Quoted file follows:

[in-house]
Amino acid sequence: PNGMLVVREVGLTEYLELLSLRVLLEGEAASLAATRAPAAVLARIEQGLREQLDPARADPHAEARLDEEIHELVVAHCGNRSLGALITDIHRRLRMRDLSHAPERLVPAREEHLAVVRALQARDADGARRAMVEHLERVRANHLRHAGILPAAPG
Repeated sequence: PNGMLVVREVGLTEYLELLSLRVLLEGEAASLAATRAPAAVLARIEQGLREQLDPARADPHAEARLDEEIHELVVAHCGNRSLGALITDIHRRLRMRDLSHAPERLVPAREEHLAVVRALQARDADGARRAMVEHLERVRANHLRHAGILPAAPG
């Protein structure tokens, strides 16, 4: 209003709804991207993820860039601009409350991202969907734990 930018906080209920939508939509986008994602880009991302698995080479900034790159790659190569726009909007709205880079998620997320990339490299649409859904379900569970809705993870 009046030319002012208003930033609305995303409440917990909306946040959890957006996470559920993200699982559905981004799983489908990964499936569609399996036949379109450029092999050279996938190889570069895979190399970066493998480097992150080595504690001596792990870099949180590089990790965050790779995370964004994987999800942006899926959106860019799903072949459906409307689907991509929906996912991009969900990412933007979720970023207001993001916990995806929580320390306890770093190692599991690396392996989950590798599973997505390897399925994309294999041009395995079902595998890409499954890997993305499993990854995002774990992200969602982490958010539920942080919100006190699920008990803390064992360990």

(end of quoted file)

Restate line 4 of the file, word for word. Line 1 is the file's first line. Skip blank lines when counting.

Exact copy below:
């Protein structure tokens, strides 16, 4: 209003709804991207993820860039601009409350991202969907734990 930018906080209920939508939509986008994602880009991302698995080479900034790159790659190569726009909007709205880079998620997320990339490299649409859904379900569970809705993870 009046030319002012208003930033609305995303409440917990909306946040959890957006996470559920993200699982559905981004799983489908990964499936569609399996036949379109450029092999050279996938190889570069895979190399970066493998480097992150080595504690001596792990870099949180590089990790965050790779995370964004994987999800942006899926959106860019799903072949459906409307689907991509929906996912991009969900990412933007979720970023207001993001916990995806929580320390306890770093190692599991690396392996989950590798599973997505390897399925994309294999041009395995079902595998890409499954890997993305499993990854995002774990992200969602982490958010539920942080919100006190699920008990803390064992360990």